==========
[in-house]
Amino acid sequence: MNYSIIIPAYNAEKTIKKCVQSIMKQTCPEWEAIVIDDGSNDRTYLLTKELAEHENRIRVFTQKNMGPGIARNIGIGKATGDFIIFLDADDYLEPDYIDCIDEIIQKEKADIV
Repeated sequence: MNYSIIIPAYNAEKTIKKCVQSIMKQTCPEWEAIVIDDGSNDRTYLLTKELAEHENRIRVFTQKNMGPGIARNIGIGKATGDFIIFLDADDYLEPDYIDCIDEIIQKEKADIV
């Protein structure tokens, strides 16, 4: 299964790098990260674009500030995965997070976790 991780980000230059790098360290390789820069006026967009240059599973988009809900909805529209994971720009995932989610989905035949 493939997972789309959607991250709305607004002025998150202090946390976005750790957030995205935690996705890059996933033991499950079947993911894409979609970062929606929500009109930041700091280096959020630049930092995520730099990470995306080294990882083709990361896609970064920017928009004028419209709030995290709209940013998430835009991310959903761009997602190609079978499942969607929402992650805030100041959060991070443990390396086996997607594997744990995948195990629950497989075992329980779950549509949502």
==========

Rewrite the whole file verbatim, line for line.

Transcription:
[in-house]
Amino acid sequence: MNYSIIIPAYNAEKTIKKCVQSIMKQTCPEWEAIVIDDGSNDRTYLLTKELAEHENRIRVFTQKNMGPGIARNIGIGKATGDFIIFLDADDYLEPDYIDCIDEIIQKEKADIV
Repeated sequence: MNYSIIIPAYNAEKTIKKCVQSIMKQTCPEWEAIVIDDGSNDRTYLLTKELAEHENRIRVFTQKNMGPGIARNIGIGKATGDFIIFLDADDYLEPDYIDCIDEIIQKEKADIV
């Protein structure tokens, strides 16, 4: 299964790098990260674009500030995965997070976790 991780980000230059790098360290390789820069006026967009240059599973988009809900909805529209994971720009995932989610989905035949 493939997972789309959607991250709305607004002025998150202090946390976005750790957030995205935690996705890059996933033991499950079947993911894409979609970062929606929500009109930041700091280096959020630049930092995520730099990470995306080294990882083709990361896609970064920017928009004028419209709030995290709209940013998430835009991310959903761009997602190609079978499942969607929402992650805030100041959060991070443990390396086996997607594997744990995948195990629950497989075992329980779950549509949502």